Objective: To describe the registration of adverse events and the use of the National Surgical Adverse Event Registration (LHCR) software, to analyse possible bottlenecks and to give possibilities for further implementation.
Methods: A reply form was sent to all 134 surgical departments, followed by a telephone interview in case of unclear or missing information or non-response. The questionnaire asked whether adverse events were registered, how they were registered, and whether the LHCR software had been installed. In terms of the LHCR use, the form included questions on whether a file had been created to import available patient, admission and surgery data from the hospital information system (HIS), whether adverse event data had been entered into the database, and whether any bottlenecks had been encountered.
Results: After contact by telephone, the data from all 134 departments were retrieved. Adverse events were registered in 92.5% of the departments, but in 42.7% this was done only on paper. The LHCR was operational in 33 departments (24.6%). The most important limiting factor was the creation of an import file with HIS data. Given the fact that such problems can and have been resolved in hospitals where on-site support was provided, the LHCR could potentially be operational in 55-80% of teaching hospitals and in 60-86% of non-teaching hospitals.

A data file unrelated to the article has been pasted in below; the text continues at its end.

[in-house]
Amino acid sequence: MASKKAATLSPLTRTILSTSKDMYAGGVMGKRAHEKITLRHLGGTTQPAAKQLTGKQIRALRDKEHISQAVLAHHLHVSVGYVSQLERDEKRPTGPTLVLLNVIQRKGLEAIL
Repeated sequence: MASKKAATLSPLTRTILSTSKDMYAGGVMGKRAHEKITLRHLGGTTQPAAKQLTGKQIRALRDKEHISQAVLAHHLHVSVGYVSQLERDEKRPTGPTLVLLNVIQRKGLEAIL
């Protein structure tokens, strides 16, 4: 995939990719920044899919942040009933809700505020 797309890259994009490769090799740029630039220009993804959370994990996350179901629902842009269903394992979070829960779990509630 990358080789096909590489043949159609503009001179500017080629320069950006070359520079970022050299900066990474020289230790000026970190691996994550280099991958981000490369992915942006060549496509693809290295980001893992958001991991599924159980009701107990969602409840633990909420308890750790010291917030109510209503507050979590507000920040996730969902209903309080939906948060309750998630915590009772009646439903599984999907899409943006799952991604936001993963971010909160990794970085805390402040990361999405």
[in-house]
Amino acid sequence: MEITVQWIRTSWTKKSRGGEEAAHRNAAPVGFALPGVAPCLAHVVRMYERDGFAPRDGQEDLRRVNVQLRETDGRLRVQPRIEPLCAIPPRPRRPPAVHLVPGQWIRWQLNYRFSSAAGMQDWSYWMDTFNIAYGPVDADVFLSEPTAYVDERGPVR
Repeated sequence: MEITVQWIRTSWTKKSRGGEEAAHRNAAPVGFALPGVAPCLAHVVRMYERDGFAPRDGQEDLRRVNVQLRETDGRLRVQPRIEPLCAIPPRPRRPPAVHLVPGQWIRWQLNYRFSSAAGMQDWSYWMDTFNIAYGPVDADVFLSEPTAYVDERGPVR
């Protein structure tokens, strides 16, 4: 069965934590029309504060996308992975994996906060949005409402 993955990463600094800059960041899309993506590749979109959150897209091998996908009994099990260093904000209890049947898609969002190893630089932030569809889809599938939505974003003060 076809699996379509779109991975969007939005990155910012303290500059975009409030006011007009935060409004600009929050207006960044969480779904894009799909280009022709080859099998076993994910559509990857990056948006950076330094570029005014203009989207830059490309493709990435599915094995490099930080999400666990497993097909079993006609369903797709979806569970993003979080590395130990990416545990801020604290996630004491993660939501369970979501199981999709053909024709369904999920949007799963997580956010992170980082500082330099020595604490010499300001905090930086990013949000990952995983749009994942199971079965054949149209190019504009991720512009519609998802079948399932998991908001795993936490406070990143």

Conclusion: Adverse events were registered in almost all surgical departments, but often only on paper. The use of the LHCR was limited mainly by the creation of an import file. There appeared to be enough potential to ultimately achieve the initial goals of a nationwide automated registry of adverse events.